23 - Over the Borderline
In 1992, renowned psychiatrist Dr. George Vaillant wrote an article entitled The Beginning of Wisdom Is Never Calling a Patient a Borderline; or, The Clinical Management of Immature Defenses in the Treatment of Individuals With Personality Disorders. A mouthful of a way of addressing the long-time prejudice against people with BPD. There’s a concept in psychodynamic psychology called object constancy. This is what makes babies like peekaboo. If they can’t see you, you don’t exist. Lack of object constancy is cute in babies, not so cute in adults. So an adult struggling with it might text 30 times in an hour when they don’t get a response. And then respond angrily when they finally do. The sensitivity to real or perceived abandonment and impulsivity for immediate soothing leads to drugs, sex, gambling and other short-term rewarding behaviors. And the overwhelming emotions leads to self-harm or suicidality. Many therapists will avoid taking on clients with a BPD diagnosis.
Marsha Linehan, developer of DBT
Not Portland DBT. Clients with BPD were welcomed. Often we were a court of last resort, clients who had blown out or been thrown out of clinics all over town. Not every client at Portland DBT had a borderline personality disorder diagnosis. Many struggled with trauma, depression, anxiety or substance abuse. And some clients had other personality disorders, most notably narcissistic or antisocial personality disorder. This would be some of the most difficult clients, who were not responsive to treatment. Like the client I had who had stabbed his wife and was verbally aggressive with me. His narcissistic personality disorder was worsened by the steroids he was taking. One session with him was one of the few times in my career when I was visualizing how I would knock a client down if he came at me.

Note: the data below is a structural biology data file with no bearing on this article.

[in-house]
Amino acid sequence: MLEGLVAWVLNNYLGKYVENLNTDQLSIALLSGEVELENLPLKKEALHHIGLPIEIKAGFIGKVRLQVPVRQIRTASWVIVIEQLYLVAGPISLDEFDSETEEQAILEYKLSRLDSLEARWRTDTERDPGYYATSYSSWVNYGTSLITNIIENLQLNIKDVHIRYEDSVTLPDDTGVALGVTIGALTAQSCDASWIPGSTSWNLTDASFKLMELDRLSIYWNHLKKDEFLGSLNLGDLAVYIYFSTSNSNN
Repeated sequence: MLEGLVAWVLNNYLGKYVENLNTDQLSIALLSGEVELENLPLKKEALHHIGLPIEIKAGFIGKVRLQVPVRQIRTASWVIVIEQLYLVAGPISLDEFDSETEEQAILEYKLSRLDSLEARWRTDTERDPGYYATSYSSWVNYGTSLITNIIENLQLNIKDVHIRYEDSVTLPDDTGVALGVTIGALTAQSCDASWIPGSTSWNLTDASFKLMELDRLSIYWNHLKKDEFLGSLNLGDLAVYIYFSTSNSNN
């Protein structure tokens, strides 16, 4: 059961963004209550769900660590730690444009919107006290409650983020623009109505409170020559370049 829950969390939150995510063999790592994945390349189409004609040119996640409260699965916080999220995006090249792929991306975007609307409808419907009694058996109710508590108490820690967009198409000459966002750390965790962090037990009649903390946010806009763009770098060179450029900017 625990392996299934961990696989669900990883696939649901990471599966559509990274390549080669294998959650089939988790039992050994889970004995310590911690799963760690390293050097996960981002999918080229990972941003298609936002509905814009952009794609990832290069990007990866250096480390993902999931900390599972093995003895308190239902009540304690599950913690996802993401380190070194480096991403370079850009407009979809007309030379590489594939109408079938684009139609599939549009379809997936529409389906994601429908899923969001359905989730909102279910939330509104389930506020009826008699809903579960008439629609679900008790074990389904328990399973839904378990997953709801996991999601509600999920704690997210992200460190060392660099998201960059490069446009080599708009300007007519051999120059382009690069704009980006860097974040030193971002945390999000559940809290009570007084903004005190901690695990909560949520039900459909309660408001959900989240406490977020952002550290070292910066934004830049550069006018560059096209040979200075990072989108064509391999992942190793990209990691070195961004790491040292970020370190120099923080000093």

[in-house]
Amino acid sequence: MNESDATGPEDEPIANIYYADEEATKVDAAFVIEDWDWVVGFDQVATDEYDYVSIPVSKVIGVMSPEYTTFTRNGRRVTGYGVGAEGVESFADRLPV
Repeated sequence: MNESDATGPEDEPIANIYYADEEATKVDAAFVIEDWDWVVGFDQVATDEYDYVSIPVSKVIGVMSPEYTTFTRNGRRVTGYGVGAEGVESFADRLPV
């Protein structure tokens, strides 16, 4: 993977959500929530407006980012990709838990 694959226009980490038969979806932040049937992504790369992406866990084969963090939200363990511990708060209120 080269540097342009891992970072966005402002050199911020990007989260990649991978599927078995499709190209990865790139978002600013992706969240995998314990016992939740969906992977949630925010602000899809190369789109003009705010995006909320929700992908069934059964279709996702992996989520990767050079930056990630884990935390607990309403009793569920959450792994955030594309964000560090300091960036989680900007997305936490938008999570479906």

One of the rules at a full fidelity DBT clinic is being available by phone 24/7. You can see how this addresses the object constancy dynamic. But it’s hard on clinicians. To survive as a DBT clinician you had to train clients as to when it was a genuine emergency, and when it was just seeking reassurance. The latter was not an acceptable option and would lead to frying the clinician and ruining the relationship.
Although there was high turnover of therapists, the camaraderie was strong. It was a great place to learn and have clinical skills tested. And clients with BPD usually had significant trauma histories. If a clinician could access compassion for that trauma, they could help clients to genuinely get better.
The psychiatric powers that be, who author the Diagnostic and Statistical Manual of Mental Disorders (DSM), reportedly debated renaming BPD as complex relational trauma. But due to politics and personalities, it didn’t happen. Thanks to DBT, borderline personality disorder is more treatable than any other personality disorder.
I obviously cannot go into any details about clients. But I can say that I could connect with all but a handful of them. I found I could relate to clients with BPD, appreciating their pain. They just had difficult ways of seeking connection, like cutting themselves or threatening suicide. I stayed at Portland DBT eight years, which was five years longer than most.
My frustrations over tough administrative policies and lack of reward for seniority grew. And working with clients with BPD, you had to bring your best game with no hidden resentments. I remember one time, when I had had a personal problem, and I went out to greet one of my more severely impaired clients in the waiting room.
I said, “Hi,” and she said, “What’s the matter? Did I do something wrong?”
When you come from a traumatic background, you get very good at reading other people. Better than most clinicians.
I recognized I was burning out. And my daughter mentioned that her former college roommate was now the office manager for a psychiatrist who wanted to build his practice with more therapists.
So I went to meet Dr. Paul Conti.